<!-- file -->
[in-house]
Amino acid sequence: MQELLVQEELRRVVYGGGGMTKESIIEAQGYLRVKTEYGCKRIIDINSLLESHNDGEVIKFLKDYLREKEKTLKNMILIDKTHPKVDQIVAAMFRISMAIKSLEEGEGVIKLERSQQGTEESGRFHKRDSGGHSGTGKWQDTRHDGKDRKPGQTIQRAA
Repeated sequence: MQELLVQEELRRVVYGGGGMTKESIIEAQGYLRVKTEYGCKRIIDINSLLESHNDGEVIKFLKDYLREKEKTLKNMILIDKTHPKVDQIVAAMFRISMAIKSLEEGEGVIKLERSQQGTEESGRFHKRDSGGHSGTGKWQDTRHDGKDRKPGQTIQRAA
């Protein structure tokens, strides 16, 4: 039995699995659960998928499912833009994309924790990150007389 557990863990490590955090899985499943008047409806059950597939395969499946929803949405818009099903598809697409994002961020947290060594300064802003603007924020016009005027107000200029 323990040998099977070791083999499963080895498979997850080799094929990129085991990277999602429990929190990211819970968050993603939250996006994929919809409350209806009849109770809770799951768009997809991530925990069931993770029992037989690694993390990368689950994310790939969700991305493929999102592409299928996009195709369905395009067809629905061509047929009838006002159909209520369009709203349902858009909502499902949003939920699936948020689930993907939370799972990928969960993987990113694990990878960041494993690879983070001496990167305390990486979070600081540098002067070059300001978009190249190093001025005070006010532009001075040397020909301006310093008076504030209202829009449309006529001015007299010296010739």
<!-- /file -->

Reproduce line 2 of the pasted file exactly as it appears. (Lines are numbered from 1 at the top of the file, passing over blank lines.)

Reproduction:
Amino acid sequence: MQELLVQEELRRVVYGGGGMTKESIIEAQGYLRVKTEYGCKRIIDINSLLESHNDGEVIKFLKDYLREKEKTLKNMILIDKTHPKVDQIVAAMFRISMAIKSLEEGEGVIKLERSQQGTEESGRFHKRDSGGHSGTGKWQDTRHDGKDRKPGQTIQRAA